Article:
The problem with the media just echoing the authorities’ response to Sunday’s violence isn’t just a matter of false equivalence between the far-right ultras who brandish their racist Celtic cross symbols (because they’d like to use swastikas, but can’t) on the one hand, and the left-wing ultras who protest during matches about good causes such as home evictions, violence against women, and austerity measures, on the other. The problem is that authorities and the media are together taking advantage of this fatal attack by the far-right to continue a long-standing campaign of criminalisation against left-wing ultras. This is particularly the case with Rayo Vallecono’s wonderful Bukaneros, who have been demonised for several years now by the right-wing Spanish media as the shock troops of various mass anti-government mobilizations in Madrid over recent years. Before it was even clear what had happened on Sunday, the Bukaneros were already being linked to the violence by police and news outlets, when the bloodstained hands on the videos of the violence clearly belonged to Frente Atletico. If a few Bukaneros were arrested as fellow victims with their friends from the Riazor Blues last Sunday, it’s not some sign that a “left v. right” fight was arranged, but that the network of anti-fascist friendship is strong. Many of us on the left in European football have paid homage to the Bukaneros and stood on their terraces with them in Madrid, just as we make pilgrimages to St. the likes of St. Pauli. It doesn’t mean we are looking for a fight or asking to get murdered.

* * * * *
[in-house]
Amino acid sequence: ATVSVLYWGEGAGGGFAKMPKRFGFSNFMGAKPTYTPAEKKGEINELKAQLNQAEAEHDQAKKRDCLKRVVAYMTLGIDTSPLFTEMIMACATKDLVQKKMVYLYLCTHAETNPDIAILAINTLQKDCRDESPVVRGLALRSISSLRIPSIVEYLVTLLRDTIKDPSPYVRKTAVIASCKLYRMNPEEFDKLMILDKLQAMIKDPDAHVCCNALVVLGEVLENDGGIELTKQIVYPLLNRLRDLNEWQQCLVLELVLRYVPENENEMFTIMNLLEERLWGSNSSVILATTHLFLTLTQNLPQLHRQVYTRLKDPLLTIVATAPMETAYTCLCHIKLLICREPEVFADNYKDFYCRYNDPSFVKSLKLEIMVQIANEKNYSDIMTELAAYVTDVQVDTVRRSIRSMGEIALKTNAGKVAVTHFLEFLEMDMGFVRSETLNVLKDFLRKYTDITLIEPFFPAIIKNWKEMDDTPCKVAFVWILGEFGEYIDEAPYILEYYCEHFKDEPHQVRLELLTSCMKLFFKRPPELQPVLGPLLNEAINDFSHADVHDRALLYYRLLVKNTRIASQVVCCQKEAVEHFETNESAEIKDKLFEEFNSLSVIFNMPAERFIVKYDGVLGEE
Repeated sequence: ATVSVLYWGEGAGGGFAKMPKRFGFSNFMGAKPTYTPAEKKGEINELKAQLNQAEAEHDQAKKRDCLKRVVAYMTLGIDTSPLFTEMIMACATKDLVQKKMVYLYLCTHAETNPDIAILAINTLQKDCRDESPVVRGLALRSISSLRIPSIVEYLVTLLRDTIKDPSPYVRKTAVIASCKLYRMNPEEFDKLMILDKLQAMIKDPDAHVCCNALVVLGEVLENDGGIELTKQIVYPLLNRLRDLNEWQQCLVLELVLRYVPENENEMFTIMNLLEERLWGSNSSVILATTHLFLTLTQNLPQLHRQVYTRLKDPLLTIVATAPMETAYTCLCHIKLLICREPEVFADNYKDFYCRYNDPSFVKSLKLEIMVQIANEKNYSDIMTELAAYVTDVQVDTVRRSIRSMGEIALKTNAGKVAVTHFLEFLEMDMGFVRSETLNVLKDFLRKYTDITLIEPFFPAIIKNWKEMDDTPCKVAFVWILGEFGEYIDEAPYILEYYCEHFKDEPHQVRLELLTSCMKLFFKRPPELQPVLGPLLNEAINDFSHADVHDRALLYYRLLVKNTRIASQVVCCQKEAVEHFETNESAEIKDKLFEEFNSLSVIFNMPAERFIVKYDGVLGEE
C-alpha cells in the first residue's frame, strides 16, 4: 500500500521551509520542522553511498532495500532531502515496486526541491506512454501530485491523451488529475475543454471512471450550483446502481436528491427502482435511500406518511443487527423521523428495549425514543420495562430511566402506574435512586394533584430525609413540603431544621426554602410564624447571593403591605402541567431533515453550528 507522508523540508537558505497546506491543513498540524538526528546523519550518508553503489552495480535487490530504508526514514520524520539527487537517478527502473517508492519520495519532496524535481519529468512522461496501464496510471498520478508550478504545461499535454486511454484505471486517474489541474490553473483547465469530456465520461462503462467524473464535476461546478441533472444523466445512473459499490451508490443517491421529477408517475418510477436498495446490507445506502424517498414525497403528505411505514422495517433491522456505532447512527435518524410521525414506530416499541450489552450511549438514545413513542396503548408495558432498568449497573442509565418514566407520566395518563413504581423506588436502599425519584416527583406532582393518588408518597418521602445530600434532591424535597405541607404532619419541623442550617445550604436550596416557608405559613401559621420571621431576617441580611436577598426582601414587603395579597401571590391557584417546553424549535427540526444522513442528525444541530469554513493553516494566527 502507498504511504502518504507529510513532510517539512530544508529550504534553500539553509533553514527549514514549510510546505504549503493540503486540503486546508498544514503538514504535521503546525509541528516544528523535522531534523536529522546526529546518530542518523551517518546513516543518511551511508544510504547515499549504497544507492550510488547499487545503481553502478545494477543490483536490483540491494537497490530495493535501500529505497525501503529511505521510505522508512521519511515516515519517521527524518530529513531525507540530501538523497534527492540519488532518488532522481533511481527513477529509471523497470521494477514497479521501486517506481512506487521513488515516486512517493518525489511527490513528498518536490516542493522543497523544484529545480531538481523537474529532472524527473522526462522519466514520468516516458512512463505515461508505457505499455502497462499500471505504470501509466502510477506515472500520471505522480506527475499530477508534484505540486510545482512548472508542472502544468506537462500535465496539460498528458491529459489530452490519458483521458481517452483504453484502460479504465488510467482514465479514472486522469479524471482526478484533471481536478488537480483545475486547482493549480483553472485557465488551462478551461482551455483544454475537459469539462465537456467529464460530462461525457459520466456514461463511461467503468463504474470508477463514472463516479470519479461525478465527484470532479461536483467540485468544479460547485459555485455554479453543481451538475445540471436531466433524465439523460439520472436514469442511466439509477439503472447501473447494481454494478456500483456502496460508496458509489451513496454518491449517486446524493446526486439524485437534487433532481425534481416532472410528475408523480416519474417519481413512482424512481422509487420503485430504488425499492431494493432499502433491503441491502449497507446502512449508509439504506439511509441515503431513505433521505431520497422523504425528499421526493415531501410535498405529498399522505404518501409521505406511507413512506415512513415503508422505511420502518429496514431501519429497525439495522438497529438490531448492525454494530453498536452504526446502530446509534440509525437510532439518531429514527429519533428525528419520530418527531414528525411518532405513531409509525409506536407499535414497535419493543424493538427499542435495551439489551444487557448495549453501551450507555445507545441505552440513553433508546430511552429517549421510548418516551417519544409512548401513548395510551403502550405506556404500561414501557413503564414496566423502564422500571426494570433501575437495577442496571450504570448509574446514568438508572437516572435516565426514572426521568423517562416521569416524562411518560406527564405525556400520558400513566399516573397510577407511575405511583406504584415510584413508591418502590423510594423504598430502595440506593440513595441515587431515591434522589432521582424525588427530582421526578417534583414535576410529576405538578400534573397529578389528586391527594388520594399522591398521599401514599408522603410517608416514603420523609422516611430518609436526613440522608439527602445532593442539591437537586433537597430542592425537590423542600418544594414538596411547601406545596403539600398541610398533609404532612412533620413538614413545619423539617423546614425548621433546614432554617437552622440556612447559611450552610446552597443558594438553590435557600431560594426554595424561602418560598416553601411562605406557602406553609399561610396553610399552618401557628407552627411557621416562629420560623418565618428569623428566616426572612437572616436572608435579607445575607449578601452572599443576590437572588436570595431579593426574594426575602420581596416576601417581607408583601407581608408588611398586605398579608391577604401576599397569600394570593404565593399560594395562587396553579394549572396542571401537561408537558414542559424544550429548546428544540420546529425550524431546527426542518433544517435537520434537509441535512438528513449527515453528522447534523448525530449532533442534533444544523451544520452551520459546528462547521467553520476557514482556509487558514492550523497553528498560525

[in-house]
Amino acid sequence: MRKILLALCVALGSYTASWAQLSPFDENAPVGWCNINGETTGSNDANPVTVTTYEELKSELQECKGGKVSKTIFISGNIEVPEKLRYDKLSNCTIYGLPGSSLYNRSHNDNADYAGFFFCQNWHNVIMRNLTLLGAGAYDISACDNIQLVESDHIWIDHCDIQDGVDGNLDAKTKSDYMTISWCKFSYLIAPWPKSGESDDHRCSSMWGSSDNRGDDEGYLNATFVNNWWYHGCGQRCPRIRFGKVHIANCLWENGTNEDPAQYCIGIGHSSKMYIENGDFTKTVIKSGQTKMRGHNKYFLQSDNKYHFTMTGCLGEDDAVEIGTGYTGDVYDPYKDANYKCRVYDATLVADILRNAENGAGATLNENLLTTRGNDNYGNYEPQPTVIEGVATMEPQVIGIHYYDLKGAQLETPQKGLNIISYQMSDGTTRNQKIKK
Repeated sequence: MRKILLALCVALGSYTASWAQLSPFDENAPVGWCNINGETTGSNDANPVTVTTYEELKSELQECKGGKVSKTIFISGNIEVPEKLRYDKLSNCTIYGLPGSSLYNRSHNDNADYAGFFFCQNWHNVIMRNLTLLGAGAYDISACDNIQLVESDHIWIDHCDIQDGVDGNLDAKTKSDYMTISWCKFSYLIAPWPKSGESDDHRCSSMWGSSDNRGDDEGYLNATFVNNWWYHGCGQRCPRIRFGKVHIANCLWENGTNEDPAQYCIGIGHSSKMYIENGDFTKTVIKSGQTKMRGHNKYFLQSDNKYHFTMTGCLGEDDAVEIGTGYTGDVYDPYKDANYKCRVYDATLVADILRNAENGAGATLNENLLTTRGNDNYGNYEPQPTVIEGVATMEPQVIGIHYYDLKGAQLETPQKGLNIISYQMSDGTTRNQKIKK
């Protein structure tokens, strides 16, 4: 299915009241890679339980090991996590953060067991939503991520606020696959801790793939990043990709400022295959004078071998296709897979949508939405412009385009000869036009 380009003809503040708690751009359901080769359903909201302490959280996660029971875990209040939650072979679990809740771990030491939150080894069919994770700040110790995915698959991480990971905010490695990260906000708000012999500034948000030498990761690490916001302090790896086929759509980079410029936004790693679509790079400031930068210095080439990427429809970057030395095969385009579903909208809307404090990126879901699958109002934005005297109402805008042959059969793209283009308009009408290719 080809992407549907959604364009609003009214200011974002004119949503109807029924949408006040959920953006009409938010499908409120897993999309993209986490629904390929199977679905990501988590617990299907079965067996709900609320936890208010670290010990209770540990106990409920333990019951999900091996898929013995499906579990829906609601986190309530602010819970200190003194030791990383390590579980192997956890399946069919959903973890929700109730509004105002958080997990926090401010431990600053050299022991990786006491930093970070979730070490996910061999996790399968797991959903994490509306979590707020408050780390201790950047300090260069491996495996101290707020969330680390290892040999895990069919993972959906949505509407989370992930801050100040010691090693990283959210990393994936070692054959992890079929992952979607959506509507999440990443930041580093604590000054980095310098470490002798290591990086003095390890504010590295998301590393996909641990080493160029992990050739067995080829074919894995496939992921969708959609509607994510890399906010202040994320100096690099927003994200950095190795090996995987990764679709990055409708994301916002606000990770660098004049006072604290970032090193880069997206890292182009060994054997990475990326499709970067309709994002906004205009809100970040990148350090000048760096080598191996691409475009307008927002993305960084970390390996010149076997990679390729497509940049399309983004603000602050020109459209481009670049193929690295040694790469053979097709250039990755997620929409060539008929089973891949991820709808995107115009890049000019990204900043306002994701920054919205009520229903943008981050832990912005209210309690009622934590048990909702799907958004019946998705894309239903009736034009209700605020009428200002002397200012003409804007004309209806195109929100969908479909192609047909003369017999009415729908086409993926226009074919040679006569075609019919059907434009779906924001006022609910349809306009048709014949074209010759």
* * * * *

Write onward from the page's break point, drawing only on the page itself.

Of the 21 arrested following the street battle, only six were from the far-right ultras. It is always easier to pick up outsiders and victims. No justice can be expected from a state that has common cause with the killers of Jimmy and Aitor.
This post was loosely based, with my own additions, edits and re-translations, on an excellent article on an Italian blog by David Perreira http://wire.novaramedia.com/2014/12/how-madrids-fascist-ultras-are-getting-away-with-murder-actually/
POSTSCRIPT 12/12/2014: The lies of the authorities gradually start to unravel. The police withdrew their “pre-arranged fight” allegations within hours. Now ‘El Pais’, Spain’s establishment newspaper, has shown that the Madrid police were indeed given prior information by email that this one coachload of Riazor Blues was travelling to Madrid, something which had previously been denied. Furthermore, Depor’s President has now admitted he was wrong to order the closure of the Riazor Blues’ end for last week’s cup game, which came across as punishing even more of their own fans for being victims of this ambush.